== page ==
In a self-congratulatory ad marking his first 100 days in office, President Donald Trump labels major television networks "fake news." So CNN is refusing to sell the president airtime to show the commercial.

"CNN requested that the advertiser remove the false graphic that the mainstream media is 'fake news,'" the cable channel said in a statement. "The mainstream media is not fake news, and therefore the ad is false and per policy will be accepted only if that graphic is deleted."

The "fake news" graphic CNN referenced appears over a split-screen showing NBC's Andrea Mitchell, CNN's Wolf Blitzer, MSNBC's Rachel Maddow, ABC's George Stephanopoulos and CBS's Scott Pelley.

The ad was produced by Trump's campaign committee, which remains active; the president already has filed to seek re-election in 2020. The Trump campaign said on Monday that it planned to spend US$1.5 million to place the commercial on TV and online.


"It is absolutely shameful to see the media blocking the positive message that President Trump is trying to share with the country," Michael Glassner, the Trump campaign's executive director, said in a statement. "It's clear that CNN is trying to silence our voice and censor our free speech because it doesn't fit their narrative."

By the dictionary definition of "fake," CNN is correct to say that "the ad is false." With few exceptions (Stephen Glass, Jayson Blair), mainstream news outlets do not fabricate stories. They might display shades of bias or publish errors requiring corrections, but that does not make them fake.

Trump, however, has tried (largely successfully) to turn "fake news" into a catchall slur for reporting he doesn't like.

Observe: In an email about the ad, his campaign said it is "calling out the mainstream media for peddling fake news and not reporting on the fact that President Trump is making America great again."

By Trump's standard, news is fake if it does not promote the subjective view that he is "making America great again."

Trump has aimed the "fake news" pejorative at CNN more often than at any other outlet. Meanwhile, CNN President Jeff Zucker has warned that "the perception of Donald Trump in capitals around the world is shaped, in many ways, by CNN. Continuing to have an adversarial relationship with that network is a mistake."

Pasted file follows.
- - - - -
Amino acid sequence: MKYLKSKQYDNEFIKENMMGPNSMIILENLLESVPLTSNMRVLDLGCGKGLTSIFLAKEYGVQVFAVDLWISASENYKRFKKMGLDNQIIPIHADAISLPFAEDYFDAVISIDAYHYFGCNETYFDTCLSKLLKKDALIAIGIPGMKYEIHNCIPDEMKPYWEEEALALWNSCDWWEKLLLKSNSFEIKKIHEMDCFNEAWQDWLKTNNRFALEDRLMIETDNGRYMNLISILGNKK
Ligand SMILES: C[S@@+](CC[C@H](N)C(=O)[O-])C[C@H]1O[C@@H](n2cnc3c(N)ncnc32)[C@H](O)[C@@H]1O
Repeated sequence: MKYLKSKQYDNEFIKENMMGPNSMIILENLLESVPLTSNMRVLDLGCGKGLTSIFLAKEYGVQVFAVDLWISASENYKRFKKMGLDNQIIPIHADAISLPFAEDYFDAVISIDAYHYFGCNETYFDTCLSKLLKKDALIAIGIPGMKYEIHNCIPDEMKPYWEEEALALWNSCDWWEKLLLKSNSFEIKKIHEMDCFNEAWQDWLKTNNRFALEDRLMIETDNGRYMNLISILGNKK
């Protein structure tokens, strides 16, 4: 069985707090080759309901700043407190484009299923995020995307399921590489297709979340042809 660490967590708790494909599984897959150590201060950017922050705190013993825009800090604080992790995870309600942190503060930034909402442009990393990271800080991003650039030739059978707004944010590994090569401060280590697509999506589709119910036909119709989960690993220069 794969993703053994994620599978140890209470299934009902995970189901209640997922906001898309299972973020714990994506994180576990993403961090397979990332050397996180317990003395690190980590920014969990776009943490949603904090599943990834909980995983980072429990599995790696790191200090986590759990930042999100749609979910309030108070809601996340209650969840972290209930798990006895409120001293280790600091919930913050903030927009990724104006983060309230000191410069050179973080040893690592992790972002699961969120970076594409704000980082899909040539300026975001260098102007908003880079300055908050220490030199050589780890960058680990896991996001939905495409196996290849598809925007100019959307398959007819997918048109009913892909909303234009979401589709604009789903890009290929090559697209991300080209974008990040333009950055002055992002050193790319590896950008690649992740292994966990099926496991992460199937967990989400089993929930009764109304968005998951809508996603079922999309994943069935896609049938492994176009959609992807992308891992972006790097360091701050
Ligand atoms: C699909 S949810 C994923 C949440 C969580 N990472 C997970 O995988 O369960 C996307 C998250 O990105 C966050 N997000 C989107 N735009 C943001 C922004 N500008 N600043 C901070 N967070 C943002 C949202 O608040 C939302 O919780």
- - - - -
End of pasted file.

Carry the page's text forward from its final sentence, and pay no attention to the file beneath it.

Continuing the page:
It is easy to understand why CNN would ban Trump's insulting ad from its airwaves. How is a bit more complex. Here is the relevant Federal Communications Commission rule:

No cable television system is required to permit the use of its facilities by any legally qualified candidate for public office, but if any system shall permit any such candidate to use its facilities, it shall afford equal opportunities to all other candidates for that office to use such facilities. Such system shall have no power of censorship over the material broadcast by any such candidate.

The rules governing candidates and outside groups are different. A network is free to accept or reject super PAC ads, as it sees fit, but has "no power of censorship" over candidates.

The only way to get out of airing an ad like Trump's is to refuse to air any candidate's ad. Remember: We're talking about candidates for president in 2020. Trump doesn't have opponents yet - not any serious ones, anyway, and certainly none buying ad time.

If, for example, Martin O'Malley were already in the race and if CNN had been airing his commercials, the network would have had no choice but to show Trump's, too. For now, however, CNN can turn down Trump because it has not said yes to any other 2020 presidential candidate.

If Trump takes his "fake news" message into his re-election bid, he can probably compel CNN and other networks to air it - unless they are willing to give up ad revenue from all candidates.